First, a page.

Goldie Goldstein’s father, Jacob Rabinowitz, instilled in his children the value of giving, something she heard from an early age in Odessa, Russia, where she was born.
“My mother took it to a new level,” said her son Stephen Goldstein. Her passion for charity endured well into her 90s.
Her father, brothers Morris and David Rabinowitz, and her husband, Sol Goldstein, founded the Miami Diamond Center in 1944 after the families moved from Philadelphia. The downtown store was a fixture in the community until its closing in 1984.
Goldstein, who helped found the Holocaust Documentation & Education Center, quickly established her philanthropic activities — which would long outlast the family business, up to her death July 22 at her home in Boca Raton at 97.
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At the retirement community she had moved to after her husband’s death, she established a charity room about 10 years ago. A dedicated apartment at Edgewater Pointe Estates was filled with donated clothes and furniture. Monthly, a local Haitian church gathered the goods for delivery to the needy. “She ran it, it was her concept, up to a year ago,” her son said.
“She stressed the importance of a ‘good reputation’ and that we must all ‘give back to the community where we live.’ Those have always been essential family beliefs,” said niece Linda Faber.
“I was always impressed that someone well into her retirement years just didn’t stop working for the community she loved. I used to tell her, ‘I want to be like Goldie Goldstein when I grow up,’ ” said Norma Orovitz, former president of Temple Israel of Greater Miami.
Goldstein served numerous boards and charities, including the Council of United Way Women of Dade County, the National Council of Christians and Jews, and the Miami Jewish Home and Hospital for the Aged.
She was president of the Women’s Division of the Greater Miami Jewish Federation and Sisterhood President of Temple Emanu-El. She was appointed Florida’s liaison to the United States Holocaust Memorial Council by Gov. Bob Graham.
“She was a deeply committed person in her religion and in her civic activism. Those were qualities which I thought would make her an ideal representative from our state on the Holocaust commission,” Graham said. “And all the reports I’ve ever received about her service has confirmed that judgment.”
Two days ago, Graham sat on a plane next to a young man from New Brunswick, Canada, who was going to Washington to attend a three-day program on how to most effectively teach the Holocaust to middle school students.
“He’d been selected for this special training and I would not be surprised if that kind of thing — reaching out to people who influence the next generation — had some of Goldie’s fingerprints,” Graham said.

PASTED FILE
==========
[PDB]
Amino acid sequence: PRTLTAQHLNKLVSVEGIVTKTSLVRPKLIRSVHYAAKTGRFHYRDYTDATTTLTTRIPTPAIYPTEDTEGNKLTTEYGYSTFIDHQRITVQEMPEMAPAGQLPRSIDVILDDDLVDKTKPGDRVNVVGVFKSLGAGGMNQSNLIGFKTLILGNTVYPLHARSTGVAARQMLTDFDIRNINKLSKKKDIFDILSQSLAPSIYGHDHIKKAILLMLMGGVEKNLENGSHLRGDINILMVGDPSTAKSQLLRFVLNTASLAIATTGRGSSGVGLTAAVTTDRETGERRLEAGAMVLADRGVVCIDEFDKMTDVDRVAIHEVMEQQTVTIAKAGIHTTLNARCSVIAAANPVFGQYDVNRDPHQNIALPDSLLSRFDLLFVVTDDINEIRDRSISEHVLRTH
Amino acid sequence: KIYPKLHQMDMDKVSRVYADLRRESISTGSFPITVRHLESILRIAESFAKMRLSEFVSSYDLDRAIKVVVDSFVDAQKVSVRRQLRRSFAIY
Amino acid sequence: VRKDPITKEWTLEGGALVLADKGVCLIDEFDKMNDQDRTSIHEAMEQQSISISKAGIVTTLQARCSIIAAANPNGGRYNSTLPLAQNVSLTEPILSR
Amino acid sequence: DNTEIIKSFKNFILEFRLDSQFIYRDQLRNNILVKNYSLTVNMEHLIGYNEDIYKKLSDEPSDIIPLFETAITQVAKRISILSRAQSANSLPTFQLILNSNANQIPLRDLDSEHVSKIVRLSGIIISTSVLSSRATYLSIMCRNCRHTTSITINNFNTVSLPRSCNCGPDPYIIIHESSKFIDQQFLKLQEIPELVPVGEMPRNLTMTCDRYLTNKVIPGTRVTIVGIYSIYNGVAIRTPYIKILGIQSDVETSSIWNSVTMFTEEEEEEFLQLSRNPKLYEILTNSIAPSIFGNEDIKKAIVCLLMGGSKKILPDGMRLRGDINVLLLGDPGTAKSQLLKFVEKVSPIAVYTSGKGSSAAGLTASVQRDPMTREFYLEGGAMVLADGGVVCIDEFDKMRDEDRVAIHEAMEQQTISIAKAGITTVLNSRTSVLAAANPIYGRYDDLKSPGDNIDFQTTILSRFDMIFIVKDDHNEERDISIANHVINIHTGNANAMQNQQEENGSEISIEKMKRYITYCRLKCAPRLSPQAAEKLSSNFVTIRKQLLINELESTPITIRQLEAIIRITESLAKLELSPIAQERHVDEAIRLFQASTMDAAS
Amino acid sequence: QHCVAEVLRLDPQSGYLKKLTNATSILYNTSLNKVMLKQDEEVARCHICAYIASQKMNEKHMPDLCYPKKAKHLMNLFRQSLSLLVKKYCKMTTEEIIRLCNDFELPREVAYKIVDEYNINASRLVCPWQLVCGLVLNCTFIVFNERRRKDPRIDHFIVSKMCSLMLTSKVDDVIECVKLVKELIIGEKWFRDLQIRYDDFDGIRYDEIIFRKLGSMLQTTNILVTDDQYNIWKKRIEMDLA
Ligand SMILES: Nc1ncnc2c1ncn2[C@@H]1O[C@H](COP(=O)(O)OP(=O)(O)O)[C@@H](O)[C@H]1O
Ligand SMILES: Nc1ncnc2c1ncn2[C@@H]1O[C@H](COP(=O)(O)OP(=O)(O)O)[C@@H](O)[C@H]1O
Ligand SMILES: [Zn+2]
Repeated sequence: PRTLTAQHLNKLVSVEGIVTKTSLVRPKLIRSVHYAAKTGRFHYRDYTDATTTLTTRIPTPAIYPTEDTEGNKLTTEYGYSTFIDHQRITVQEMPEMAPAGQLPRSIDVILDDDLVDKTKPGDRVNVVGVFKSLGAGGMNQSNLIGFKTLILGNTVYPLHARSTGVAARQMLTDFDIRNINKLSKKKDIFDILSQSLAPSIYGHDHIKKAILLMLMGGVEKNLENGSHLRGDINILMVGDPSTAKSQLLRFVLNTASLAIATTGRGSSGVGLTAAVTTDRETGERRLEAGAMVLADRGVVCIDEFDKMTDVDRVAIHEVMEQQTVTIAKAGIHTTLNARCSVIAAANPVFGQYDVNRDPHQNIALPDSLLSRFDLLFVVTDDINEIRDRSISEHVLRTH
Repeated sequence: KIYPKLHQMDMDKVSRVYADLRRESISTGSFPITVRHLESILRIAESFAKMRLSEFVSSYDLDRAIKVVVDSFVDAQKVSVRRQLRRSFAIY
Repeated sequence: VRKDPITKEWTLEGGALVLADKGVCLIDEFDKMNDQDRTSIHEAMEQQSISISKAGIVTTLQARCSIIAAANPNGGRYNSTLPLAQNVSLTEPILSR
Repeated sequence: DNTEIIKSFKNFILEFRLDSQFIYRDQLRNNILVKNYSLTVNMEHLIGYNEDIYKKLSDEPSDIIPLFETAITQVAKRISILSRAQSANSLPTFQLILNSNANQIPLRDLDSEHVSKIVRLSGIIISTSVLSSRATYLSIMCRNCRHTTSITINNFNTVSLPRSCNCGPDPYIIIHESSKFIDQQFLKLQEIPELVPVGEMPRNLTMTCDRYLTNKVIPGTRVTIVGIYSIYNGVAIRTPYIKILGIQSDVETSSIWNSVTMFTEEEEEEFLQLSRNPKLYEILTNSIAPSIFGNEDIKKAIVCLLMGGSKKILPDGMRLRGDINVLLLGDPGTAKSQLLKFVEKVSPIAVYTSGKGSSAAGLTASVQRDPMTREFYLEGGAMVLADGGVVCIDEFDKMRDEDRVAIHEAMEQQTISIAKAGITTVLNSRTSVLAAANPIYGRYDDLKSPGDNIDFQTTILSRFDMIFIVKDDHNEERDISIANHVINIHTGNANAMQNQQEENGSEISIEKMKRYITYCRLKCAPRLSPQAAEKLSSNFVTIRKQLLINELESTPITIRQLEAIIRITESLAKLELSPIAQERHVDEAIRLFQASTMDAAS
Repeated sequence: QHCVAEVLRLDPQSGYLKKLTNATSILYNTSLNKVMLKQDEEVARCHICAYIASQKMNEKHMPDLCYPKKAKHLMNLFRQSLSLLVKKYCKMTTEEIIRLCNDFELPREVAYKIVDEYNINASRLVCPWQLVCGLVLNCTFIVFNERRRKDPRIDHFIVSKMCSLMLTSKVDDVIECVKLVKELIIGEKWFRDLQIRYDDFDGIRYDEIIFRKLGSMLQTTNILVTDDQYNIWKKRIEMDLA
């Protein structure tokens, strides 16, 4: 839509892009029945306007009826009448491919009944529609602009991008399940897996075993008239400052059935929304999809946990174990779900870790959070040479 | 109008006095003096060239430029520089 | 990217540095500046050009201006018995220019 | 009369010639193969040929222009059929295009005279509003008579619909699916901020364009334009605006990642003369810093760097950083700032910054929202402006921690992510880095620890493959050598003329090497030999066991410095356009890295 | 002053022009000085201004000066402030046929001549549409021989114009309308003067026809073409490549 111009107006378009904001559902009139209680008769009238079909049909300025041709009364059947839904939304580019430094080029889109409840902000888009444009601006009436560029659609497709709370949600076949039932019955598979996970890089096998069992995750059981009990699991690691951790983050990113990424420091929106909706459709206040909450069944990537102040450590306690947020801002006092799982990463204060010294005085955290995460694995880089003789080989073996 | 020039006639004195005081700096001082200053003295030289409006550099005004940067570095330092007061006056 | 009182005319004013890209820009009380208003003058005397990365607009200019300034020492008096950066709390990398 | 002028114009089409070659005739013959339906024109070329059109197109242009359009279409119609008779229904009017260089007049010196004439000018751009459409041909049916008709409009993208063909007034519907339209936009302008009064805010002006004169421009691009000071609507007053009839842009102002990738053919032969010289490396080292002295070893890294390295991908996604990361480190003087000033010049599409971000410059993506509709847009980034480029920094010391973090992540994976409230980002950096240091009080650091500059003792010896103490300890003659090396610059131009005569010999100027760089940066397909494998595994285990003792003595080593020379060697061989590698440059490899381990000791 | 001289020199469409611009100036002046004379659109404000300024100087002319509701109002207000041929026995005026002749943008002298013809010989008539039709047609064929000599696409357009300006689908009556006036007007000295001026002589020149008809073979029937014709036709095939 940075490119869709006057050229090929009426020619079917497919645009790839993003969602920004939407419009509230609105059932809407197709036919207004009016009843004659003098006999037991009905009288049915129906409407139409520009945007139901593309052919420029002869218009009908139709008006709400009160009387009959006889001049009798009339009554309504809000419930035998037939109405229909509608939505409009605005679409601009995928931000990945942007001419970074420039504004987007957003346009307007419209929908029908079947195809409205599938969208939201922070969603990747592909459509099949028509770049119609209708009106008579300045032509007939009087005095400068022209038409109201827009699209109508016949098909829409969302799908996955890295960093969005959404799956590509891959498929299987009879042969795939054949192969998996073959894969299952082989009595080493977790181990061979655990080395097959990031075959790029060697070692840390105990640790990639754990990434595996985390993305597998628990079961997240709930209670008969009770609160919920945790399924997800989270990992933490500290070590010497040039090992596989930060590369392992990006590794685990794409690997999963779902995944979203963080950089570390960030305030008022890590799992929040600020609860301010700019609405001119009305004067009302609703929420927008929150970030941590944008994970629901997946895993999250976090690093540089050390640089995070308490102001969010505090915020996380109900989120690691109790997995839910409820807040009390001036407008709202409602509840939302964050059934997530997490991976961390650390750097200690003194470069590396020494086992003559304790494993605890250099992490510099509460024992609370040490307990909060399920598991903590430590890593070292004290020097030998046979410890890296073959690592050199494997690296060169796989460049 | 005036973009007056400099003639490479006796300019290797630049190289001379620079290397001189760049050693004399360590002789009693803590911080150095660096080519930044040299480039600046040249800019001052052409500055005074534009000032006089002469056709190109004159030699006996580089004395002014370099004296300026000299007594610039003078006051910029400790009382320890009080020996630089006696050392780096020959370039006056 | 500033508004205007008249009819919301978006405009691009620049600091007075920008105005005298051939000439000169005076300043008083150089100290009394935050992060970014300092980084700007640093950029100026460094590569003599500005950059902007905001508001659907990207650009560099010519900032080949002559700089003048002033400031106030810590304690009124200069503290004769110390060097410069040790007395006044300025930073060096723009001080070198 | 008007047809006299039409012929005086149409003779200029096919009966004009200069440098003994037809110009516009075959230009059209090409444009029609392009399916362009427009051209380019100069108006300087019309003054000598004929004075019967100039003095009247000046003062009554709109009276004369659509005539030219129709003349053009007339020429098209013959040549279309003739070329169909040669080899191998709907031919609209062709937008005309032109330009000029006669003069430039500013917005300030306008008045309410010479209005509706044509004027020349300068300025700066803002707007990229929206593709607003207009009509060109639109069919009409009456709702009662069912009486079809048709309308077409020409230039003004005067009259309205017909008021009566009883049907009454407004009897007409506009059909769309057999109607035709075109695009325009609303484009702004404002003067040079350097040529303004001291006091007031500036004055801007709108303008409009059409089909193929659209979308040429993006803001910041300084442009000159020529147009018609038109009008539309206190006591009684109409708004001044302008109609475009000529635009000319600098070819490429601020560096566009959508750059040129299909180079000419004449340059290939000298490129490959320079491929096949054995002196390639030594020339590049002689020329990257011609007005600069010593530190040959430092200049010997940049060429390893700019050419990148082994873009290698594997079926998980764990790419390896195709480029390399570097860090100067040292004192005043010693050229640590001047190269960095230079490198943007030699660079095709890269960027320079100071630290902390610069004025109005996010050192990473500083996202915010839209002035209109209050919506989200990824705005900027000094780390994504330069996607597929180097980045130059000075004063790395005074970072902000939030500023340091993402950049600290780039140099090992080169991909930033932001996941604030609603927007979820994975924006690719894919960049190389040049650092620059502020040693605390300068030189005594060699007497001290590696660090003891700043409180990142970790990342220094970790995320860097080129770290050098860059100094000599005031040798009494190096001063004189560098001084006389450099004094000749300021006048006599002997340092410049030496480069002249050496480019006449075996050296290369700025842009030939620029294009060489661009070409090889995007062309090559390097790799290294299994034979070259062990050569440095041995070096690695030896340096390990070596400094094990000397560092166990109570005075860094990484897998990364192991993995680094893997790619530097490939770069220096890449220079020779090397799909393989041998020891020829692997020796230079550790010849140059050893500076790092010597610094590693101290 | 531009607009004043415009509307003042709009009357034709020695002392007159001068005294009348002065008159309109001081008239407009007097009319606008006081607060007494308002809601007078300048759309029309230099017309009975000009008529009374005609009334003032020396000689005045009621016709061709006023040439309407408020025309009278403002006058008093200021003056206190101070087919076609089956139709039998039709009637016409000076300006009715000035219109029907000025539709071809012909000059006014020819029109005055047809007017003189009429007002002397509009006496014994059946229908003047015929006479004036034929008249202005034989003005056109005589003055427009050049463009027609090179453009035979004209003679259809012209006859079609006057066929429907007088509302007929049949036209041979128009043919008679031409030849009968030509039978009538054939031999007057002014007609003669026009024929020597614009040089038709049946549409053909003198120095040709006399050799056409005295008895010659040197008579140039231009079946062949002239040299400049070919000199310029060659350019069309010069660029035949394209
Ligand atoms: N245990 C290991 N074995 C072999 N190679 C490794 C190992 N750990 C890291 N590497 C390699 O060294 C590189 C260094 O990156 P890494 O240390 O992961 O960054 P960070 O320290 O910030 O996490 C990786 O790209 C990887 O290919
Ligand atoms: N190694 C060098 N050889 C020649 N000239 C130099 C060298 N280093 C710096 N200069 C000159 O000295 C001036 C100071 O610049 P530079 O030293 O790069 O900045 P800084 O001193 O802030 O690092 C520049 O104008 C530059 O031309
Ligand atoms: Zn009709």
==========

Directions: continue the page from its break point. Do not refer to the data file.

If so, that would have fulfilled Goldstein’s mission.
“Their stories must be heard then retold over and over again until it penetrates the mind of all the future generations so it cannot and will not ever happen again,” Goldstein told the Miami Herald in 1988, a few months before she retired as executive director of the Holocaust Documentation & Education Center.
The Holocaust center was the idea of the late Sister Trinita Flood in 1979. Then president of Barry University, Flood presented Goldstein, then 59, with her bachelor of science degree in the professional studies program. She asked Goldstein to stick around after graduation ceremonies for a chat. Goldstein figured Flood was seeking a check.
Instead, Flood told Goldstein she was helping organize the center with a group of community leaders and needed her help.
“Here was this woman in a habit sitting there telling me she was organizing a Holocaust Memorial Center. I’d been an officer of the Greater Miami Jewish Federation, president of the sisterhood at Temple Emanu-El and an honoree of the National Council of Christians and Jews. And there she was in that habit telling me, a Jew, she was organizing this,” Goldstein recalled in a 1992 Herald story.
The center opened on Florida International University’s Biscayne Bay campus in 1980, with Goldstein as its unpaid executive vice president for nearly nine years. The center became one of the world’s largest collections of taped memories of survivors and a source for Holocaust education.
Her consummate selfless and tireless commitment ensured that the authentic memory of the Holocaust would be preserved, protected and perpetuated for today’s and future generations.
Rositta Kenigsberg, president Holocaust Documentation & Education Center
After the center left FIU in 2001, it moved to a suite of offices on Biscayne Boulevard and, in 2004, to Hollywood. The center moved to its current 25,000-square-foot Dania Beach location on North Federal Highway in 2013.
“Goldie was an amazing and incredible inspiration to all who knew her. Her tremendous leadership and vision endowed our community and beyond with an everlasting legacy of memory and hope,” her successor, president Rositta Kenigsberg, said in an email.
Goldstein’s survivors include her children Stephen Goldstein and Francine Denner, grandchildren Jennifer Goodman and Kimberly Multack, and great grandchildren Brody Goodman and Jolie Multack. She was also predeceased by her grandson Daniel Denner. A memorial will be at 11 a.m. Wednesday at Levitt-Weinstein North Miami Beach, 18840 W. Dixie Hwy.